DM: I can't imagine how it would have worked in a city. You know, when you're working with a restricted budget -- we had 2.2 million which is crazy to be calling a little bit of money -- but when your working with film that is a small amount. We also only had 23 days to shoot things. So there was a need to get everything and as much reality on your side as you can. The time we would have to spend creating a small town in a city would have been wasted time because, you know, all we had to do was point the camera and there we were.
MM: In general, not a lot of Canadian movies receive much of a theatrical release up here. What is it about Canadian films that for the most part seems to cause them to do so poorly at the box office? Is it the marketing, because you don't really see a lot of trailers being cut for smaller films?
DM: You know, it's a couple of things. Well there's probably many things, but what I see is a couple of things. One is partially what you say in that we can't afford television air time, so American movies can spend at least 2.2 million dollars on marketing, and so those are the movies that can get the audience's attention and those are the ones that the cinema owners want to have on their screens. Also, the business of movies is run by the Americans, and they run it, so they want their movies on Canadian screens. That's just business and that's how they work. I think that's a whole complicated, weirdly conspiratorial thing going on. Then there's the other thing, and that's our nature as Canadians, which is not to hold ourselves up as being great. The Americans are taught to be that way. Their first history lesson is that they won the land, whereas ours in that we stole it. It's just the nature of who we are. We're not great celebrators of our own, which has its pros and cons. It means we don't end up watching or supporting our own movies. At the same time, it allows those of us who make art a little bit of freedom and it doesn't turn into this celebrity circus. It's got to be hellish for some people and it's so substanceless. It wears at the very basis of what their society is based on -- hollow dreams. There's just nothing of any substance in this stuff. What we lose superficially we gain spiritually. At the end of the day, it's just a movie, so I'm a bit torn on that whole thing. Anyway, it's a very interesting conversation.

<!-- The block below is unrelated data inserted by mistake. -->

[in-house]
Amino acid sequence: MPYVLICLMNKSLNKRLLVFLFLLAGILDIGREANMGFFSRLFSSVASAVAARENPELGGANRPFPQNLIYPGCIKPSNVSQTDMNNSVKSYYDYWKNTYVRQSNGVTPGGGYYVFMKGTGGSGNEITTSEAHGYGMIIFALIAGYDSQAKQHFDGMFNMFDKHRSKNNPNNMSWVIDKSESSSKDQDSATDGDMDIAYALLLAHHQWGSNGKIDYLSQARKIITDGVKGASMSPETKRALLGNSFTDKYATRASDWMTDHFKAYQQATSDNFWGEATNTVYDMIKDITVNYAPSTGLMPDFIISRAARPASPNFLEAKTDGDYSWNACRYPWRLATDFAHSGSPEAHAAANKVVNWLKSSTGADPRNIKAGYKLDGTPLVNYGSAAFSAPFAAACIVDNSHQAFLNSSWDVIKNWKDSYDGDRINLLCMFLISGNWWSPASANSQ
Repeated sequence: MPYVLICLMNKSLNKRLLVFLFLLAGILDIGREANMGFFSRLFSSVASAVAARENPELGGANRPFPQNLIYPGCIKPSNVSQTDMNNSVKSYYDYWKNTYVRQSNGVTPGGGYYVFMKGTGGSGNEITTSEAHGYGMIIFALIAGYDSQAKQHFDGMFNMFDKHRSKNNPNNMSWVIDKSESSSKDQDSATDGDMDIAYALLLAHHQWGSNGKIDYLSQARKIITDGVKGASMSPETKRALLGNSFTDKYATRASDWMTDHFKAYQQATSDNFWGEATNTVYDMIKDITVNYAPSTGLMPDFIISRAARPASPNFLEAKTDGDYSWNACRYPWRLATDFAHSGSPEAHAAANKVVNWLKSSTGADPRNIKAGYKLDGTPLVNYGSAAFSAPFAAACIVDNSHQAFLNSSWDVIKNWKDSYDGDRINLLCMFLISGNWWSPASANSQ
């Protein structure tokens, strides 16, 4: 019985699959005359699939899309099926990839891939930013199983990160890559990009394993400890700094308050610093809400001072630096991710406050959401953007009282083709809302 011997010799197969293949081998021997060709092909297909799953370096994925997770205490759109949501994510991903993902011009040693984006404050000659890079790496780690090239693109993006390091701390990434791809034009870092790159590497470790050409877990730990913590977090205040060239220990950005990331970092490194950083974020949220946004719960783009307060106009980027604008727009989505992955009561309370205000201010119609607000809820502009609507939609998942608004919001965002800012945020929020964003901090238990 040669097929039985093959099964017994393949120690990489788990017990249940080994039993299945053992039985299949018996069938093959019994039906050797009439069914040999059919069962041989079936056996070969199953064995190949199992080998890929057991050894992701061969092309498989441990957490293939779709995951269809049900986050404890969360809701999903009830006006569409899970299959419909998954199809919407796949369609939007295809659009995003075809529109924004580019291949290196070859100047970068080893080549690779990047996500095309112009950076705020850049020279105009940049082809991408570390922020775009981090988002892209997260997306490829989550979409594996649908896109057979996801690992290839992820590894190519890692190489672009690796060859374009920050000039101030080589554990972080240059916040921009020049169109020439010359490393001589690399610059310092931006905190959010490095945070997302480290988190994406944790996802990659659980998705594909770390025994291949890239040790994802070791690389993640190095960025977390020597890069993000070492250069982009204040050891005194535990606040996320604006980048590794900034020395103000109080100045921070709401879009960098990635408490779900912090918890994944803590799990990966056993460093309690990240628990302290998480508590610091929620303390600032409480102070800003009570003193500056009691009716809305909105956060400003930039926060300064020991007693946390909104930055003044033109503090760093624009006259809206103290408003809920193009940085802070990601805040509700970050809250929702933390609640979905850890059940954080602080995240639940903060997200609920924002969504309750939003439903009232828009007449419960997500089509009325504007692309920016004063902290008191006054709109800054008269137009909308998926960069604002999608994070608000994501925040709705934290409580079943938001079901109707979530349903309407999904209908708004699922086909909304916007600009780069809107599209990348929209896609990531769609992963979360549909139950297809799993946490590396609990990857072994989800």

MM: What do you think of Telefilm and their current practices?
DM: I think it's clearly not working for them. Intern Academy bombed, as did Foolproof. It's because we don't do heist movies. However, I believe that Wilby Wonderful is a commercial movie. I think it's a Canadian commercial movie. We make movies about people, we make movies about relationships, and they always seem to be about what is our place in the world and how do we fit in. At the same time, when I look at commercial movies, what I see is a familiar story being told, so it's easy for people to attach themselves. What we've done with Wilby is tell a familiar story, but put little twists in here and there to try and keep people awake and engaged. In some ways, I feel that Wilby is as commercial as we get. The other stuff, heist movies, not so much. Cameron Bailey, who writes for Now Magazine, said it well. If you're going to see a heist movie, you're going to see The Italian Job, not Foolproof, because it's not what we do. I mean, I guess we did Meatballs but we haven't done something like that since.